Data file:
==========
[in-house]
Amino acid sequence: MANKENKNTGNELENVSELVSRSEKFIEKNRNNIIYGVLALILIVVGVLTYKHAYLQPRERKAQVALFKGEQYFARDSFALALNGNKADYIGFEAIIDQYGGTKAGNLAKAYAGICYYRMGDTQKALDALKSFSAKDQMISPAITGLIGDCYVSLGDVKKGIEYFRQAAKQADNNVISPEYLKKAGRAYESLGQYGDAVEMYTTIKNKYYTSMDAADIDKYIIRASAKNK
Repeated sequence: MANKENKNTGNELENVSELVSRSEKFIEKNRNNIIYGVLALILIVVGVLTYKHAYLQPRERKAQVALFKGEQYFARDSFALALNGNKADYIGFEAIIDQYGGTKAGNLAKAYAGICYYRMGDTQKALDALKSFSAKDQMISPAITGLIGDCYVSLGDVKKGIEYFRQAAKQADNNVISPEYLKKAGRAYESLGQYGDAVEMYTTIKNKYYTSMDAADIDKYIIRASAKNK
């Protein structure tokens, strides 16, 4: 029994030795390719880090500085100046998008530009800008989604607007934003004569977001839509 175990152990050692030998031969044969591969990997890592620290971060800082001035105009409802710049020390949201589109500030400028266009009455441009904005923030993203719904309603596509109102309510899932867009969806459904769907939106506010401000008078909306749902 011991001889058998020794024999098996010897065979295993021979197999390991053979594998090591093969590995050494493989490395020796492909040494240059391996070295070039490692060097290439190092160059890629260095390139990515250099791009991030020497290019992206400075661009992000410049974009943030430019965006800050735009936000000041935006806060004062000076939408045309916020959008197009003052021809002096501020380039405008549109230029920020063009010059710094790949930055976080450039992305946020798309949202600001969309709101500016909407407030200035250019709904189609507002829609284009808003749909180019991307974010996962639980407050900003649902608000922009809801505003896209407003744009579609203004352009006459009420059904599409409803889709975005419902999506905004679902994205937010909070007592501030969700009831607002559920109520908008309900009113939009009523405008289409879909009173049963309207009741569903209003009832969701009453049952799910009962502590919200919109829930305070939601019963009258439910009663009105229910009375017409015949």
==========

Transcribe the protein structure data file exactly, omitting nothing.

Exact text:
[in-house]
Amino acid sequence: MANKENKNTGNELENVSELVSRSEKFIEKNRNNIIYGVLALILIVVGVLTYKHAYLQPRERKAQVALFKGEQYFARDSFALALNGNKADYIGFEAIIDQYGGTKAGNLAKAYAGICYYRMGDTQKALDALKSFSAKDQMISPAITGLIGDCYVSLGDVKKGIEYFRQAAKQADNNVISPEYLKKAGRAYESLGQYGDAVEMYTTIKNKYYTSMDAADIDKYIIRASAKNK
Repeated sequence: MANKENKNTGNELENVSELVSRSEKFIEKNRNNIIYGVLALILIVVGVLTYKHAYLQPRERKAQVALFKGEQYFARDSFALALNGNKADYIGFEAIIDQYGGTKAGNLAKAYAGICYYRMGDTQKALDALKSFSAKDQMISPAITGLIGDCYVSLGDVKKGIEYFRQAAKQADNNVISPEYLKKAGRAYESLGQYGDAVEMYTTIKNKYYTSMDAADIDKYIIRASAKNK
């Protein structure tokens, strides 16, 4: 029994030795390719880090500085100046998008530009800008989604607007934003004569977001839509 175990152990050692030998031969044969591969990997890592620290971060800082001035105009409802710049020390949201589109500030400028266009009455441009904005923030993203719904309603596509109102309510899932867009969806459904769907939106506010401000008078909306749902 011991001889058998020794024999098996010897065979295993021979197999390991053979594998090591093969590995050494493989490395020796492909040494240059391996070295070039490692060097290439190092160059890629260095390139990515250099791009991030020497290019992206400075661009992000410049974009943030430019965006800050735009936000000041935006806060004062000076939408045309916020959008197009003052021809002096501020380039405008549109230029920020063009010059710094790949930055976080450039992305946020798309949202600001969309709101500016909407407030200035250019709904189609507002829609284009808003749909180019991307974010996962639980407050900003649902608000922009809801505003896209407003744009579609203004352009006459009420059904599409409803889709975005419902999506905004679902994205937010909070007592501030969700009831607002559920109520908008309900009113939009009523405008289409879909009173049963309207009741569903209003009832969701009453049952799910009962502590919200919109829930305070939601019963009258439910009663009105229910009375017409015949």